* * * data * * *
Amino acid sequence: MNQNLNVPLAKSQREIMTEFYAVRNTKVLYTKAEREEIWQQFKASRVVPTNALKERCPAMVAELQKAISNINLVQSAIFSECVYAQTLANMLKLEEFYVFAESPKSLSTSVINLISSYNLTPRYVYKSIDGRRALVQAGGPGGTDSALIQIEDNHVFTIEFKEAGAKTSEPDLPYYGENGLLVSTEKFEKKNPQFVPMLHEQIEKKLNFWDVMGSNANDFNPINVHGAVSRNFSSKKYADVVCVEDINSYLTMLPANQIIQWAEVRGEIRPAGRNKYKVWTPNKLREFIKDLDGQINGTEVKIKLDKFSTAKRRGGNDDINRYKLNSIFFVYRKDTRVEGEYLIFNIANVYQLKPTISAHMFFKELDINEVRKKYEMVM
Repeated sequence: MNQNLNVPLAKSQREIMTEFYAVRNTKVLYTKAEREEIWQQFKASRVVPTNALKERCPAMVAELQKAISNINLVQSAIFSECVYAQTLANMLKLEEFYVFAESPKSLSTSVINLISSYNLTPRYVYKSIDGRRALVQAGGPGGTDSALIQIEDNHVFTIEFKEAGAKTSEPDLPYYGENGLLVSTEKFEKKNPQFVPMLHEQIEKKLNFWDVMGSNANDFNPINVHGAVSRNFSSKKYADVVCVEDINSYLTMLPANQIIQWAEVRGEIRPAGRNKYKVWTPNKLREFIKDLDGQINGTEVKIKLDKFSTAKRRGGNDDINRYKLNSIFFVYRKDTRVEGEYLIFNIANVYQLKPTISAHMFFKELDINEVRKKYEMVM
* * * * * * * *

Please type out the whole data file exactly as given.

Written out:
Amino acid sequence: MNQNLNVPLAKSQREIMTEFYAVRNTKVLYTKAEREEIWQQFKASRVVPTNALKERCPAMVAELQKAISNINLVQSAIFSECVYAQTLANMLKLEEFYVFAESPKSLSTSVINLISSYNLTPRYVYKSIDGRRALVQAGGPGGTDSALIQIEDNHVFTIEFKEAGAKTSEPDLPYYGENGLLVSTEKFEKKNPQFVPMLHEQIEKKLNFWDVMGSNANDFNPINVHGAVSRNFSSKKYADVVCVEDINSYLTMLPANQIIQWAEVRGEIRPAGRNKYKVWTPNKLREFIKDLDGQINGTEVKIKLDKFSTAKRRGGNDDINRYKLNSIFFVYRKDTRVEGEYLIFNIANVYQLKPTISAHMFFKELDINEVRKKYEMVM
Repeated sequence: MNQNLNVPLAKSQREIMTEFYAVRNTKVLYTKAEREEIWQQFKASRVVPTNALKERCPAMVAELQKAISNINLVQSAIFSECVYAQTLANMLKLEEFYVFAESPKSLSTSVINLISSYNLTPRYVYKSIDGRRALVQAGGPGGTDSALIQIEDNHVFTIEFKEAGAKTSEPDLPYYGENGLLVSTEKFEKKNPQFVPMLHEQIEKKLNFWDVMGSNANDFNPINVHGAVSRNFSSKKYADVVCVEDINSYLTMLPANQIIQWAEVRGEIRPAGRNKYKVWTPNKLREFIKDLDGQINGTEVKIKLDKFSTAKRRGGNDDINRYKLNSIFFVYRKDTRVEGEYLIFNIANVYQLKPTISAHMFFKELDINEVRKKYEMVM